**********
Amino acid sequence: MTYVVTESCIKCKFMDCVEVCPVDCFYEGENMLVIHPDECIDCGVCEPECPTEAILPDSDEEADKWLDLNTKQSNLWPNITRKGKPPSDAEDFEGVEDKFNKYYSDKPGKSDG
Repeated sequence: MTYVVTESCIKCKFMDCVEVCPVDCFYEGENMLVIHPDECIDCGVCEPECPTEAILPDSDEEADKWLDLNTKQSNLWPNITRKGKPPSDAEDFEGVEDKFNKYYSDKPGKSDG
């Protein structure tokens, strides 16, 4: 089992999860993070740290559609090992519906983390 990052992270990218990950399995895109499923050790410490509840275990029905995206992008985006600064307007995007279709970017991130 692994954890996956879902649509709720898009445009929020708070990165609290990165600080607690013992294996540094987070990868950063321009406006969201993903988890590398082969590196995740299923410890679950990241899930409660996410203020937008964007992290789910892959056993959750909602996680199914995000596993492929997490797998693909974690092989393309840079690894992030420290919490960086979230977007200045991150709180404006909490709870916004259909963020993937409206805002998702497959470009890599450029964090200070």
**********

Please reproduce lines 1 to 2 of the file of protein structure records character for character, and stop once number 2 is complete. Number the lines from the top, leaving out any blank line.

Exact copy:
Amino acid sequence: MTYVVTESCIKCKFMDCVEVCPVDCFYEGENMLVIHPDECIDCGVCEPECPTEAILPDSDEEADKWLDLNTKQSNLWPNITRKGKPPSDAEDFEGVEDKFNKYYSDKPGKSDG
Repeated sequence: MTYVVTESCIKCKFMDCVEVCPVDCFYEGENMLVIHPDECIDCGVCEPECPTEAILPDSDEEADKWLDLNTKQSNLWPNITRKGKPPSDAEDFEGVEDKFNKYYSDKPGKSDG